From that mo­ment on, Ruf be­came in­ter­twined with Porsche cars, en­thu­si­asts of the 911 turn­ing to Pfaf­fen­hausen for per­for­mance up­grades in the 1970s as Porsche hes­i­tated in its de­vel­op­ment of the Ne­unelfer. “In 1978 the 911 SC was de­tuned at 180hp. Our cars were ca­pa­ble of 230hp,” Mar­cel says, clearly proud of his fam­ily’s past achieve­ments.

The cul­mi­na­tion of this came in 1981 when the Ger­man Fed­eral Mo­tor Trans­port Author­ity recog­nised Ruf as a ve­hi­cle man­u­fac­turer in its own right, some­thing which has sep­a­rated the com­pany quite spec­tac­u­larly from its ri­vals in the tun­ing sec­tor ever since. By 1983, the first sports car with a Ruf chas­sis num­ber was born in the Ruf BTR, a tur­bocharged car with 374hp and, sig­nif­i­cantly, a fivespeed gear­box. Porsche mean­while would con­tinue to use a four-speed gear­box on its 911 Tur­bos for another six years.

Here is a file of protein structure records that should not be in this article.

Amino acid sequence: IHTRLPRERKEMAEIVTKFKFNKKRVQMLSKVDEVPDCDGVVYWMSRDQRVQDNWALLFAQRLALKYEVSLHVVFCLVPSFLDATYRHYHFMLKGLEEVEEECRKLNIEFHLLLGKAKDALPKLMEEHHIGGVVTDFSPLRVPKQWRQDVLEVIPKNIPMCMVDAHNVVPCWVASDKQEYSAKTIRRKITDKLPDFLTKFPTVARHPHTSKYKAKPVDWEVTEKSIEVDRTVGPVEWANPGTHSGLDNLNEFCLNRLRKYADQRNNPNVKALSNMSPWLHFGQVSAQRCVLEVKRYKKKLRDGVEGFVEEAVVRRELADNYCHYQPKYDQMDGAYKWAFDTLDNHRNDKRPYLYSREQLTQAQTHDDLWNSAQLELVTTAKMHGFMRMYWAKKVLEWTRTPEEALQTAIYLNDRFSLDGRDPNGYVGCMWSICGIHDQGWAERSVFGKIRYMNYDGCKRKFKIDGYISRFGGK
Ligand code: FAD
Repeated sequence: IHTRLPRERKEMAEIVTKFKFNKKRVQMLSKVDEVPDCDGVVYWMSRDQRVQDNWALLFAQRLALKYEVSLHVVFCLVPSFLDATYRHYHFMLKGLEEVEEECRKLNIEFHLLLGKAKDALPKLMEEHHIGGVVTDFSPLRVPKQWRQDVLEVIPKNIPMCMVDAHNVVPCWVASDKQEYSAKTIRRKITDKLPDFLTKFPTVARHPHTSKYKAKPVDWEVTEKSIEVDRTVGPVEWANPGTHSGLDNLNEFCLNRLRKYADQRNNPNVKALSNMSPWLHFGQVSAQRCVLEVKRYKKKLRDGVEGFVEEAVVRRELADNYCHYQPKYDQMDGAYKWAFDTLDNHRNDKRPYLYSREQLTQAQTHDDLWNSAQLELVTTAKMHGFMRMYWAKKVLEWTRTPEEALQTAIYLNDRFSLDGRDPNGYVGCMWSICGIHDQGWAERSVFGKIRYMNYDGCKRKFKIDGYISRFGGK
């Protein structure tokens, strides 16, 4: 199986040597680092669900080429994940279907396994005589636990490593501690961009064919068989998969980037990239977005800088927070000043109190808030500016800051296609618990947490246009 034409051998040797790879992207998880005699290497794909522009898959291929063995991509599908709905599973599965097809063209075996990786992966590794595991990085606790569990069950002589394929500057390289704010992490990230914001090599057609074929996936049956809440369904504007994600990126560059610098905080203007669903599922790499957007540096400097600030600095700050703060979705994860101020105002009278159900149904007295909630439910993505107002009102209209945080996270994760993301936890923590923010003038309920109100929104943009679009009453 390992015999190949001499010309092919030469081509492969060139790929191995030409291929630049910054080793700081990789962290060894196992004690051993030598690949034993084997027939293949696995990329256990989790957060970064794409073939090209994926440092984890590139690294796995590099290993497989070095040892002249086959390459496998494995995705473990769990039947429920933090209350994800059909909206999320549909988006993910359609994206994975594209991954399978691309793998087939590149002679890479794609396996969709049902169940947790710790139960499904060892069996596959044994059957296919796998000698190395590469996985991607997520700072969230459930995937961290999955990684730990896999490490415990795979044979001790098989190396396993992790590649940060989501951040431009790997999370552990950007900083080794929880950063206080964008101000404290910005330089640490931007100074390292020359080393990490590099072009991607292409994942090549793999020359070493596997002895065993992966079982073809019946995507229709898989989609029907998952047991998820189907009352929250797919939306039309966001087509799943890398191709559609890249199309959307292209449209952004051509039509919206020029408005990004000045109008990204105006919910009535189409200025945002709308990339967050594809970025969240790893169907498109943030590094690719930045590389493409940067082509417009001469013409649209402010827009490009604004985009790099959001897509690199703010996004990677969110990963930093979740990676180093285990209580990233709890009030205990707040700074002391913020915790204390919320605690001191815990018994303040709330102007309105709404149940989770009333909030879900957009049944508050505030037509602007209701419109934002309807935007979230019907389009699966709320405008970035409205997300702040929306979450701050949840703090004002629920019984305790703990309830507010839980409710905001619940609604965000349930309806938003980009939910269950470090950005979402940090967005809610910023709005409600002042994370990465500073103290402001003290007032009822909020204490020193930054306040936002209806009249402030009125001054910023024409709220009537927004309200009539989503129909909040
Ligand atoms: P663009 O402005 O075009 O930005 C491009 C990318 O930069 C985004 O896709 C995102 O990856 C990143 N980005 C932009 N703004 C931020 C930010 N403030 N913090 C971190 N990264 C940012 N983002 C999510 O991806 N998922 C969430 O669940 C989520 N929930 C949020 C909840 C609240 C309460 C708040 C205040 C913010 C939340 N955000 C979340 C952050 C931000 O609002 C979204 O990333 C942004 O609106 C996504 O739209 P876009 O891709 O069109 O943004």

Ruf’s sem­i­nal mo­ment came in 1987 at the Nür­bur­gring with that video of Stephan Roser

“Ruf re­mains a fam­ily-run busi­ness, spear­headed by Alois and his wife Es­to­nia, while son Mar­cel over­sees day-to-day op­er­a­tions”

danc­ing the Ruf CTR ‘Yel­low­bird’ at speed through the haz­ardous Green Hell. Later post­ing a mon­u­men­tal top speed of 342kph against its ri­vals for a mag­a­zine test at Nardo, Italy, the Ruf Yel­low­bird was duly crowned the world’s fastest pro­duc­tion road car for 1987.

Iconic cre­ations with won­der­fully acronymed names such as the Turbo R, RCT and RGT have all fol­lowed since, each one a breath­tak­ing and of­ten record-break­ing feat of au­to­mo­tive engi­neer­ing. Even in our con­tem­po­rary world where spe­cial­ists clam­ber to of­fer back­dates of the Singer-in­spired va­ri­ety, Ruf still re­mains wholly rel­e­vant to an au­di­ence as loyal as it is large, as proven by the re­lease last year of the all-new CTR 2017. A 30-year cel­e­bra­tion of that first Yel­low­bird, it came equipped with a mon­strous 700hp and a mere 1,200kg mass. Un­be­liev­ably, it sold out within a week.